Discussion and questions related to the course Road Tuning
I do some infrequent tuning - and this weekend I’ve been playing around with the sprint car again following a turbo upgrade.
My equipment is a Smiths Racing “The Knock Box” and a Phormula KS3.
I’m seeking some advice on the settings for the KS3 and also some general advice.
The engine is a 3SGTE on an MR2, with a Garrett GT30 turbo; forged and all the other whatnots you’d expect for an uprated engine.
The question is: for anyone who has mapped a 3SGTE and used a KS3 (/4), what settings have they found useful?
I have The Knock Box sensor mounted in the standard factory position. The KS3 is mounted on the top surface of the cylinder head.
The pistons are standard sized - 86mm - so the Phormula web site suggest 6.7ish frequency.
I have a choice of 6.5 or 7.0 on the KS3, so I’ve chosen 6.5. I have gain of 6 and on regular pull get about 35 on the readout.
Now then... here’s the reason for my question...
I’ve worked UP TO the ignition values provided by Andre for a turbo charged engine. I’m working at about 1.2 bar (220 kpa) ... based on the suggested startup figures I should be on about 15 degrees advance at 200, a bit less at 220.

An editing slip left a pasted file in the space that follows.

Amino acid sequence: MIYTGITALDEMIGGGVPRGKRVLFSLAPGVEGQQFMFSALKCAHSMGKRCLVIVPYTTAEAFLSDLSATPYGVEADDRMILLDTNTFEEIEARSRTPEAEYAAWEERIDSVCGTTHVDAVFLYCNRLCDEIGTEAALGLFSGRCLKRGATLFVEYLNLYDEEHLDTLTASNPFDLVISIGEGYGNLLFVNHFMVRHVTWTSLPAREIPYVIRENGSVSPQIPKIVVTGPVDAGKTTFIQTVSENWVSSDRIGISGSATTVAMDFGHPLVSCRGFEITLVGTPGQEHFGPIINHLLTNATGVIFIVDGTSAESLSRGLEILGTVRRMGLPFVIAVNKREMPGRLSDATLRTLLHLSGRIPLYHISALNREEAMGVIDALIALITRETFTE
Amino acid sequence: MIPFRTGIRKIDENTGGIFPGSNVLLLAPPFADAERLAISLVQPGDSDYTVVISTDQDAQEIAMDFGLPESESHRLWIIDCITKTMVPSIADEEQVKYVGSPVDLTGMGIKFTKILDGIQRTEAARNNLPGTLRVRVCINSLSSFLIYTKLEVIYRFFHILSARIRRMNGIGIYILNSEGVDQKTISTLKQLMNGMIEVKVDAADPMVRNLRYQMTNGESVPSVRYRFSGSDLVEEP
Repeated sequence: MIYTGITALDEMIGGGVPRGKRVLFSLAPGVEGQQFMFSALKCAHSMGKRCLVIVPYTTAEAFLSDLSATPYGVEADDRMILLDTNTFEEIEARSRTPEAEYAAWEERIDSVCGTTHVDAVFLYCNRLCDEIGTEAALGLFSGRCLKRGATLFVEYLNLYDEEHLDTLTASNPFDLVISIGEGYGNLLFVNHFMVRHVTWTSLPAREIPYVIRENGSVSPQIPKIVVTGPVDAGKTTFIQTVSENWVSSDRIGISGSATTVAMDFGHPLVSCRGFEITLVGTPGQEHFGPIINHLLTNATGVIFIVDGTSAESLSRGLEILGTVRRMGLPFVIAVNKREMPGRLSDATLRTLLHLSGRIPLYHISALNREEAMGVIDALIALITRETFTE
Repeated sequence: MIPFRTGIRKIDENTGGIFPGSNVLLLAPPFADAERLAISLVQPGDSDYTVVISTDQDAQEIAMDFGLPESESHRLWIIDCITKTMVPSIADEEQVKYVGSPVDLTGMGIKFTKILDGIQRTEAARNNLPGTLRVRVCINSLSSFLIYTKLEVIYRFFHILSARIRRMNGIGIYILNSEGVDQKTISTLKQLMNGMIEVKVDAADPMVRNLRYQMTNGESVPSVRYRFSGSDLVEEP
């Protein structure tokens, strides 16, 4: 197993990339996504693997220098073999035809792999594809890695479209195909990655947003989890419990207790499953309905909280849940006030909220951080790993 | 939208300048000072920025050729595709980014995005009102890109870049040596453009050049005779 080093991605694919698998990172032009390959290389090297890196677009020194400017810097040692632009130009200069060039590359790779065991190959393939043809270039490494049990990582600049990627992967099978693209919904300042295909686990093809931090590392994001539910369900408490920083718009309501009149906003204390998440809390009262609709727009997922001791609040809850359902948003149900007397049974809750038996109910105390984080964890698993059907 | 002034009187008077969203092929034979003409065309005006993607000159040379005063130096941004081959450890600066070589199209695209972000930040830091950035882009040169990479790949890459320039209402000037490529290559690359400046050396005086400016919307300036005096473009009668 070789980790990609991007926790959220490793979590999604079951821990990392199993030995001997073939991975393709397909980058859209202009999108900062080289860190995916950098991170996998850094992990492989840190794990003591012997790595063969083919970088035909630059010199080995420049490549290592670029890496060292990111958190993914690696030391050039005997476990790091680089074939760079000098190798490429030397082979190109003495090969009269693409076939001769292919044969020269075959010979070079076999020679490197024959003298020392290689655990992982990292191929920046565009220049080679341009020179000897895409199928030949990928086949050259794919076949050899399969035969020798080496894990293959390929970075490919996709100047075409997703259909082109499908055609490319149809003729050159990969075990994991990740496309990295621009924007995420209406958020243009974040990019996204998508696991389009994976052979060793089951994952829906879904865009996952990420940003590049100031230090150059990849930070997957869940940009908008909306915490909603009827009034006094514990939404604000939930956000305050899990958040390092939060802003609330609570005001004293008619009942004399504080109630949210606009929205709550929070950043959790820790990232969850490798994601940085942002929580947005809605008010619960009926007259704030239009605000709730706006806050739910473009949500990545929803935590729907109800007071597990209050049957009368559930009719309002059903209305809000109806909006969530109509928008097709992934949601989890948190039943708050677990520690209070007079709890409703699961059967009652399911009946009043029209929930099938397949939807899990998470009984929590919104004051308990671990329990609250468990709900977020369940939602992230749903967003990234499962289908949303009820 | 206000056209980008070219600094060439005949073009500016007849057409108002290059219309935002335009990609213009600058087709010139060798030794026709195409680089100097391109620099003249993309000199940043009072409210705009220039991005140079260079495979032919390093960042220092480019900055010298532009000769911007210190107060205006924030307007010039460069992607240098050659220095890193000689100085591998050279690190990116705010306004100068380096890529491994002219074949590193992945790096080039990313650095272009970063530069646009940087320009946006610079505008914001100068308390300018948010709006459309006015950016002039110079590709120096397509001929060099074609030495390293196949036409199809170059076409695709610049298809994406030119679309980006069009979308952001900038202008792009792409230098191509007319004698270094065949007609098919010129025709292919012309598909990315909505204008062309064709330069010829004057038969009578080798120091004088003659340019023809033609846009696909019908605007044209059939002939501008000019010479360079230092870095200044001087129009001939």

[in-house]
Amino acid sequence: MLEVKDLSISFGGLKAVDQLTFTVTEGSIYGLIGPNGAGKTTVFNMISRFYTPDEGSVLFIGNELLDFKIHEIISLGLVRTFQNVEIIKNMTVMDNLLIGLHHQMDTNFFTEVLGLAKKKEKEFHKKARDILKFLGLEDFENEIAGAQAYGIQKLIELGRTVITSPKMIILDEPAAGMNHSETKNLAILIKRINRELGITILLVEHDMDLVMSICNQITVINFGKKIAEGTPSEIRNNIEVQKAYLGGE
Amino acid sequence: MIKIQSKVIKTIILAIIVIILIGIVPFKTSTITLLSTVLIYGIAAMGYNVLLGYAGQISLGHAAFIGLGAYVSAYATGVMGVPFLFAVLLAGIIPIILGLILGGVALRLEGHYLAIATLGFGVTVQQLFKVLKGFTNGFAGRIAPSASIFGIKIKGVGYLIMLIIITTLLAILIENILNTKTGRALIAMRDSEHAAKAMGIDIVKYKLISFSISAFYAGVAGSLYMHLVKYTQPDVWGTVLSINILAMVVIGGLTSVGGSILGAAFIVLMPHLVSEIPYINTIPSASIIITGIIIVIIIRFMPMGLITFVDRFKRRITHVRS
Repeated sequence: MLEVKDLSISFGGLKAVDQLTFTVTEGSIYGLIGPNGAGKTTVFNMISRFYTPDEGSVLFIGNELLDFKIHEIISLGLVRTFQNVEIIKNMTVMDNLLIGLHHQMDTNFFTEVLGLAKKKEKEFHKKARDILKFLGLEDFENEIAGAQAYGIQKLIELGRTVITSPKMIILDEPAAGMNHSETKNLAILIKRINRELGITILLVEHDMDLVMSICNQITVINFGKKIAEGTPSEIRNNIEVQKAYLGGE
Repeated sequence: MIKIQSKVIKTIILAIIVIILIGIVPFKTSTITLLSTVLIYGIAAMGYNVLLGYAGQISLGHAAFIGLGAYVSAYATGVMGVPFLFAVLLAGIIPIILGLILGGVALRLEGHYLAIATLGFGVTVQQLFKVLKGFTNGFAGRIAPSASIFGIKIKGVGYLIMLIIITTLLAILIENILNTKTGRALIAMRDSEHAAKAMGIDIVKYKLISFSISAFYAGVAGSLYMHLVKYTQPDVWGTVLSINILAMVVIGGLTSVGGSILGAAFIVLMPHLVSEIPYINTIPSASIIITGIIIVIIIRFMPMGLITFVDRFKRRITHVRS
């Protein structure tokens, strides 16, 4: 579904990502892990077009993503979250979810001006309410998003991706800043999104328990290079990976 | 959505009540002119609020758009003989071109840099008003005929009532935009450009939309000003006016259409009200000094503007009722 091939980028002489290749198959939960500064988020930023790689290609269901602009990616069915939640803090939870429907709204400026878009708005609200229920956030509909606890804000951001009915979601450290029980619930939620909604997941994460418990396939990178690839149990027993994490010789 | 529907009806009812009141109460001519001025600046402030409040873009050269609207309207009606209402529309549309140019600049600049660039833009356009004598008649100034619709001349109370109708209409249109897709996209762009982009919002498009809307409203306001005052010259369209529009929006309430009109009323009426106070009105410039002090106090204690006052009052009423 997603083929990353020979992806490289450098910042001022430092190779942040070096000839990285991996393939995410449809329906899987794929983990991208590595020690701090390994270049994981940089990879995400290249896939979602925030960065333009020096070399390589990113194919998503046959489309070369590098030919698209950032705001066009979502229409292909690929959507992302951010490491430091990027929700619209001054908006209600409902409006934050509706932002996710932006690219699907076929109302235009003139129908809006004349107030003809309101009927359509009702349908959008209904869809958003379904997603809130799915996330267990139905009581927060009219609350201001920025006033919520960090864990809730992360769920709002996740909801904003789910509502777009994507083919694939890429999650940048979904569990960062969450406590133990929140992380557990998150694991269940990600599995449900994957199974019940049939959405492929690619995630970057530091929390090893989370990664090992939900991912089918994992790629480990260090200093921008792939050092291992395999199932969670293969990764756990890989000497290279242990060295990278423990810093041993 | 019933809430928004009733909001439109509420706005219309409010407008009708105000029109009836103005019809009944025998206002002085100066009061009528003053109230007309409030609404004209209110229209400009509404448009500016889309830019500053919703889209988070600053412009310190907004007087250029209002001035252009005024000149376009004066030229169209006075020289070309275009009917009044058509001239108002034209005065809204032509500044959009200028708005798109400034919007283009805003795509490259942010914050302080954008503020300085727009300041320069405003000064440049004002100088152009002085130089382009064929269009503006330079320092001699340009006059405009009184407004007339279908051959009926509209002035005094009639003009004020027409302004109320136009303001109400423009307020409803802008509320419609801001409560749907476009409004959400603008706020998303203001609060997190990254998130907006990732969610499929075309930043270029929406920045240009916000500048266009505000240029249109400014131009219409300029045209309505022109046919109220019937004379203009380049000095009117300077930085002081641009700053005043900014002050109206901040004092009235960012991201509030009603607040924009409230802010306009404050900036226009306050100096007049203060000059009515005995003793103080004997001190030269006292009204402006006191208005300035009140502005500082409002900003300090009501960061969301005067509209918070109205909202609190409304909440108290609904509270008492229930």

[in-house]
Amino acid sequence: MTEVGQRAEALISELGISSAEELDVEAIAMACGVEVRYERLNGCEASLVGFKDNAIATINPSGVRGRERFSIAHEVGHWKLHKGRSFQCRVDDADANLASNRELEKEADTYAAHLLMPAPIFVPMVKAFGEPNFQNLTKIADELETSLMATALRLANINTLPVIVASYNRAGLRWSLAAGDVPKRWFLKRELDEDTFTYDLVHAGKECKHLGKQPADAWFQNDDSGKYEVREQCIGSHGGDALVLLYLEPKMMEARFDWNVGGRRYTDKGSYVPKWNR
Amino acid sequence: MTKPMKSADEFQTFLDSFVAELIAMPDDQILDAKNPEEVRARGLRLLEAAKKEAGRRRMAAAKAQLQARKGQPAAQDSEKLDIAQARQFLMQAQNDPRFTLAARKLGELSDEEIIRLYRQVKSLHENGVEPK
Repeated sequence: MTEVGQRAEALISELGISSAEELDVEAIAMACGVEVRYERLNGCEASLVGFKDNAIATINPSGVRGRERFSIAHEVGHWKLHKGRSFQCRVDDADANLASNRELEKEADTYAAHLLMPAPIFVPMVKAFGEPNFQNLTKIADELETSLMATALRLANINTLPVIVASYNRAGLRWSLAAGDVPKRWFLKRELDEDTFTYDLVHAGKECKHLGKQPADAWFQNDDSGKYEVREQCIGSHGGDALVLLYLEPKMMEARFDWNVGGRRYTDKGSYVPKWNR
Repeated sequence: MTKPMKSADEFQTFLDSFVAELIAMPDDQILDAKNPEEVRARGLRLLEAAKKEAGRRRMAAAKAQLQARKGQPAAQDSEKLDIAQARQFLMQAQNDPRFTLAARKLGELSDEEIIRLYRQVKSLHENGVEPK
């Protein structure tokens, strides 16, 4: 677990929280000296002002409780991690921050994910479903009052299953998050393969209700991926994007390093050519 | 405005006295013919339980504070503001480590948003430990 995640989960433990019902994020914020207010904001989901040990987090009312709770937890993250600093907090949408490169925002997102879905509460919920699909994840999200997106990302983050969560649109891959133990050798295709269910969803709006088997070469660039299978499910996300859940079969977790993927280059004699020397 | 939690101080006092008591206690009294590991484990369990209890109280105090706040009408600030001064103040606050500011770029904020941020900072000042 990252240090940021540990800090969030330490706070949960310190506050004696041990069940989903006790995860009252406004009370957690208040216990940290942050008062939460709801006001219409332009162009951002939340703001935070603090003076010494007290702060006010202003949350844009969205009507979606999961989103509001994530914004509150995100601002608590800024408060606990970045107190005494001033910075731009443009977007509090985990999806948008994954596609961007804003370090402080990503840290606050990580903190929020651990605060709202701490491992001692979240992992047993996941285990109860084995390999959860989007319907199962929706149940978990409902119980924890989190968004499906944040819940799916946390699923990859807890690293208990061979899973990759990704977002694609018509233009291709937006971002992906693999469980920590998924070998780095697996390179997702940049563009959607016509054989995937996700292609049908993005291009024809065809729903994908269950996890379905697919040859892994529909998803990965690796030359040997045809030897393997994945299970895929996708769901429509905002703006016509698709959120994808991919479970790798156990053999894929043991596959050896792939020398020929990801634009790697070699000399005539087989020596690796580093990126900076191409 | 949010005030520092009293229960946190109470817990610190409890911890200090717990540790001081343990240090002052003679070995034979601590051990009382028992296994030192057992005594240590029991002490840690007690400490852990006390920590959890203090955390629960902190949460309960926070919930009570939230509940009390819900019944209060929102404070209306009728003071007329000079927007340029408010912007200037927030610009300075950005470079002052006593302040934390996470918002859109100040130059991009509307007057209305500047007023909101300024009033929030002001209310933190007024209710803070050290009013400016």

At these figures, the car drives fantastically on a pull. Some research on similar engines suggest these starting figures are actually a general sweet spot for these engines (my research may be on flawed data!)... in the headphones I can’t hear anything major - although paranoia make me think I can... but the KS3 sometimes registers a 50 readout and a warning.
Now I could be missing the sounds. While I do think I know what det sounds like, I found that advancing even a further 6! Degrees made no difference to what I heard, nor what I see on the KS3.
Sorry for the long intro - but I would appreciate any experience on these engines, which I’m pretty sure are knock limited, and also any experience in successfully configuring the hardware mentioned.
This is a hobby car, so the objective is not to push the boundaries and to be safe to the engine.